Useful Guidelines for Page Layout & Design
Design is the art of planning and arranging words and images to convey a message. Whether that message is organized into a brochure, booklet, flyer, newsletter, memo or any other form, ultimately it is intended to be noticed and understood.
Good graphic design assists in achieving this outcome by organizing and ordering the words and images in a pleasing fashion.
Think of design as problem solving, of merging aesthetics with functionality. Good design balances color and shapes (represented as blocks of type, headlines, photographs and images) and uses these elements to guide both the reader’s navigation of the page and his comprehension of the message. A good design increases the reader’s enjoyment; a bad design may drive the reader away.
Four Basic Page Design Categories
If you analyze a well-designed page, you will discover an underlying organizational structure at work. Four popular page design structures are symmetry, asymmetry, flush left and the grid system. A symmetrical page design organizes the page around the centerline. All elements are centered; this achieves an aesthetically pleasing balance.
Until the 20th century, symmetry was considered virtually the only way to organize a page. Though somemay consider symmetry an old-fashioned design style, it is still quite prevalent and durable.
An asymmetrical page design uses balance as its organizing principle. Elements that appear to be randomly placed are in fact juxtaposed to balance one another. Another popular asymmetric technique is to use an odd number of elements.
A flush page design moves all elements to the left (flush left) or right (flush right), creating a column of white space. The white space may be left without any elements, or may contain one special element of importance.
A grid system (sometimes called a modular design) is the regular placement of one column alongside another ina rhythmic pattern. Grid systems originated in Switzerland and Germany and are a common way to arrange columns in magazines and newspapers.
Using Type As A Design Element
Type – the individual letters that make up the words – becomea design element when attention is paid to three things: the shape of the letters (called the font), the size (called the point size) and the spacing between letters, words and lines. Different fonts are distinguished by how they render the parts of letters.
To some extent, the shape of letter forms in a font gives it a personality. Type maybe called feminine, masculine, delicate, formal, casual and so forth asa way to describe its personality.
When appropriate, the personality of the type can be matched to the subject matter (though most readers will be affected only on an unconscious level).
Type size plays an important role in design by drawing the reader in (as in a headline of large type) or by obscuring (as in rules or restrictions to an offer set in very small type). Size may also be used for dramatic effect.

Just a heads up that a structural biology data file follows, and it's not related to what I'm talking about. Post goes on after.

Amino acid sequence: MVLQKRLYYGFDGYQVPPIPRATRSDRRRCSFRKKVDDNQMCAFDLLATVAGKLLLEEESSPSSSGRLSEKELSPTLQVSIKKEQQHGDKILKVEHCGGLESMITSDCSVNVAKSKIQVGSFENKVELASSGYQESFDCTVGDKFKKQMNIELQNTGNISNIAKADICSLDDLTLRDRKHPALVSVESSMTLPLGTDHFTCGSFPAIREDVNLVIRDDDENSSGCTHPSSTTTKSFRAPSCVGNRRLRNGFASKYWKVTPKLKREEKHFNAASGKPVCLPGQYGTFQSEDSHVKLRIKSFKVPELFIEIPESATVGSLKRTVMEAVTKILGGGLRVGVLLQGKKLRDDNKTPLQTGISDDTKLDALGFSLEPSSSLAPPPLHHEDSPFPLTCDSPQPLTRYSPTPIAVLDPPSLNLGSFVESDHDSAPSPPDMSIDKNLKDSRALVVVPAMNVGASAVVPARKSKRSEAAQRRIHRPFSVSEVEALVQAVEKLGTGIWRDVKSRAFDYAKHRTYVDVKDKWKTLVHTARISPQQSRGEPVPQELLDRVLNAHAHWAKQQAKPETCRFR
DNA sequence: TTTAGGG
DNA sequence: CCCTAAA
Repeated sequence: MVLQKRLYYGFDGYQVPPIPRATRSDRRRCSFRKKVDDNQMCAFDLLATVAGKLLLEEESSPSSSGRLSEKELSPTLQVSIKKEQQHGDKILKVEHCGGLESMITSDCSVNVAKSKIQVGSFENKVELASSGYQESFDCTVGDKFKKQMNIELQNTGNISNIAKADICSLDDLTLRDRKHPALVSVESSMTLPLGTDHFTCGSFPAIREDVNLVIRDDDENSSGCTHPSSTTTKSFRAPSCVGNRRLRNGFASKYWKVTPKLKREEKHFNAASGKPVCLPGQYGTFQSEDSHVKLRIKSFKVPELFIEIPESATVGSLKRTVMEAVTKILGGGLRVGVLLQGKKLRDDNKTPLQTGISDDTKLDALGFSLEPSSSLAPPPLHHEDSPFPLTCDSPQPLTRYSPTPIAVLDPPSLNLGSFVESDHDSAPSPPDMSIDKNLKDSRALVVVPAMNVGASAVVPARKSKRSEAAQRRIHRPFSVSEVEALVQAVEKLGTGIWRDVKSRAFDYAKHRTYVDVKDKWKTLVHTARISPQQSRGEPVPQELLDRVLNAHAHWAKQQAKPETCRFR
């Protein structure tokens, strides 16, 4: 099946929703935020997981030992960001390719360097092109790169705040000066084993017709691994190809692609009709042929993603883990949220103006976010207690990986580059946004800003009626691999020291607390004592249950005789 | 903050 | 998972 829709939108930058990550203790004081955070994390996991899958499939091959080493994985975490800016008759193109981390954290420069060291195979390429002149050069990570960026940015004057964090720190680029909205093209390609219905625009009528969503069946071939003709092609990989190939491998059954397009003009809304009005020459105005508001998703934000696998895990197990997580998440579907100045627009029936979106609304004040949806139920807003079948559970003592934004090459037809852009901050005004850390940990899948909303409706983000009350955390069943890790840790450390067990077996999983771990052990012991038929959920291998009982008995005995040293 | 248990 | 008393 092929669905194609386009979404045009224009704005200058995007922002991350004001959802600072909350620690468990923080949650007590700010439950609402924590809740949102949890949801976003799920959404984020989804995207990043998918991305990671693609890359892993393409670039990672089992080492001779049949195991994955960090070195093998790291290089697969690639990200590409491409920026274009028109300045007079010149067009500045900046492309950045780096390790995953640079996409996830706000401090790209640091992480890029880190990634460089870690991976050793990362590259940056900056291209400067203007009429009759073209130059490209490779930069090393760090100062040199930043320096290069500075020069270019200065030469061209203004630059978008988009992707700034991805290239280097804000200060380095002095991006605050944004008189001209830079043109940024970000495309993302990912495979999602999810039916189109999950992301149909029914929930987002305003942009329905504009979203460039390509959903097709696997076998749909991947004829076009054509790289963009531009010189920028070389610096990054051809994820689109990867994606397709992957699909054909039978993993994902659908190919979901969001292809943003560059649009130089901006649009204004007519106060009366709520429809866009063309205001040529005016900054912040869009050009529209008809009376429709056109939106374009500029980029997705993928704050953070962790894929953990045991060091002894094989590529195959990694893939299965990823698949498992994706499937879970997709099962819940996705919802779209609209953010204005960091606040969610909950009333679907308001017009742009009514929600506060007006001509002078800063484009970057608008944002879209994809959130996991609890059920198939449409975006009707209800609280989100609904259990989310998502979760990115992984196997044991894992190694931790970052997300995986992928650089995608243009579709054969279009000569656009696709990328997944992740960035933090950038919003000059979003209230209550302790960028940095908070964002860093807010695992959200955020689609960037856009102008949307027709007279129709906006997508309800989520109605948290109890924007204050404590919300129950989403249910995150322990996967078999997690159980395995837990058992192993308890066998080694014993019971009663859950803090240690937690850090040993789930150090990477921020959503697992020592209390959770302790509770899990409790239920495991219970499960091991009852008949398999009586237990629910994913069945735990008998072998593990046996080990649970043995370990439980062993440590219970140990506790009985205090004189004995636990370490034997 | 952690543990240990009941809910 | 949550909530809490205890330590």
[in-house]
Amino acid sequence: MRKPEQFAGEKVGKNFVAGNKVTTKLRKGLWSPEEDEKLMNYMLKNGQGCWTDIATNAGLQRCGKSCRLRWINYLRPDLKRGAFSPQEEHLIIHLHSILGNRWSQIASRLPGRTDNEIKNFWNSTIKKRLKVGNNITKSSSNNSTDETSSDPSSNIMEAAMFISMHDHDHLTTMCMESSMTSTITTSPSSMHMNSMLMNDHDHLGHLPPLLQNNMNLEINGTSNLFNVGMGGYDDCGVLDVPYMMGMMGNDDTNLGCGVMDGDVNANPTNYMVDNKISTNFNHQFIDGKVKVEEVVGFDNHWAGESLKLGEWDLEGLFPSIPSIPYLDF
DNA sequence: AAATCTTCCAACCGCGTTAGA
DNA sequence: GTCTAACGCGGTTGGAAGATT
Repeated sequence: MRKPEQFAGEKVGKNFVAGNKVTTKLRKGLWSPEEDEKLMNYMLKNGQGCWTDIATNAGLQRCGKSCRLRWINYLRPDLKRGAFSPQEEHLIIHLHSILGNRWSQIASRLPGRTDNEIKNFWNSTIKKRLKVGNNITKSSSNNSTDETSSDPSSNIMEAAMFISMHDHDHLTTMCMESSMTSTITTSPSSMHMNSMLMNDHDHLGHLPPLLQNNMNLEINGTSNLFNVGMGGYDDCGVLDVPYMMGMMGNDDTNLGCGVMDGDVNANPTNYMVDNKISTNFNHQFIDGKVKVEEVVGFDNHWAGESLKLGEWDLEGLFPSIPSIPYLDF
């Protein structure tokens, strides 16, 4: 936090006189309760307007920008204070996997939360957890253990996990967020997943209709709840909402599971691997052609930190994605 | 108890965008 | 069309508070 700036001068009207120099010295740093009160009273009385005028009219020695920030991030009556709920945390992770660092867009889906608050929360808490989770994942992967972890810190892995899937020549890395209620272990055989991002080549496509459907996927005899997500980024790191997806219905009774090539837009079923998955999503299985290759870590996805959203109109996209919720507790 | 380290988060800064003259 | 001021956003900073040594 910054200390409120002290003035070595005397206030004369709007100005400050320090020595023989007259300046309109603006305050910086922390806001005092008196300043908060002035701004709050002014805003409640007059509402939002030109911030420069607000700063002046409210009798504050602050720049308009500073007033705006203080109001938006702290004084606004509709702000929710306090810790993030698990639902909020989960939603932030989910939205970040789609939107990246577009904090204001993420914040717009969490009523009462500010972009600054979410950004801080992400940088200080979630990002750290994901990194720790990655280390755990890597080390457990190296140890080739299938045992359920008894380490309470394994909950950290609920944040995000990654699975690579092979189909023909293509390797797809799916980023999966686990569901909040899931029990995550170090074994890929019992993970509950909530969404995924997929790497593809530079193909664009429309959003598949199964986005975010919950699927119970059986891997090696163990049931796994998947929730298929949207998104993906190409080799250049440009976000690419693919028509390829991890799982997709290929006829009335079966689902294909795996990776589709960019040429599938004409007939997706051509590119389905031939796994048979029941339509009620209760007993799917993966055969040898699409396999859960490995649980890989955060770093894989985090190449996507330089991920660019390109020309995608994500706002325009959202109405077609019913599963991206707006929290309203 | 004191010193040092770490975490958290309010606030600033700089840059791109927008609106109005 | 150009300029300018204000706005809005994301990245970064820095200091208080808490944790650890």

Good spacing is essential to good typesetting. Spaces can be manipulated between letters (called kerning or tracking), between words (called word spacing) and between lines (called leading). Interesting design effects can be obtained by varying the letter spacing – reducing it for a “squashed” look and increasing it fora loose look. And you may remember seeing a variation on line spacing that was popular in display advertising a few years ago – introducing so much space between lines that other lines ina different font and point size were fit in between.
Some other characteristics of type that affect design are that
• Large amounts of text set in capital letters take much more timeto read than text set in lower case.
• Large blocks of text set in italics slow the reader slightly.
• Reverse type –white type on a black background – slows reading by approximately 10%.
• Very short and very long lines are difficult to read
• Using capitalization, underlining, boldface or fancy fonts in body copy compromises functionality.
A Few Rules For Good Design
Since design relies on underlying organization, it is natural to develop a few rules that promote good design. Like all rules, these are made to be broken – though only occasionally, and only when breaking them will increase the success of the design.
Rule 1: Be spare and simple.
A design cluttered with too many elements will either confuse or overwhelm the reader. If you can, use one large photograph or graphic rather than several smaller ones. Leave lots of white space – studies show that designs with significant white space are more pleasant to read and get attention.
Rule 2: Use color sparingly.
Color is important, but too much color can be counterproductive. In a two-color printed piece, use the second color sparingly so that its impact is increased. By using color judiciously, you will greatly increase its drama and effectiveness.
Rule 3: Limit the use of fonts in a single design.
Select one typeface and size for body copy and one typeface for headlines, then use these throughout your design. Using too many fonts is distracting and spoils the organization of your design.
Rule 4: Write copy that is clear and easy to understand.
Remember that a good design effectively conveys a message.
Write in short rather than long sentences. Avoid jargon and clichés. Use a vocabulary level appropriate for the audience you are trying to reach.
Rule 5: Begin With The End In Mind
Think about what you are trying to accomplish and what you want to communicate. List the most important points, then use the design to enhance the reader’s understanding.
A Final Recommendation
Good design requires time– time to plan, be creative and do the work. If your creative juices aren’t flowing or if you don’t have the time you need, call us!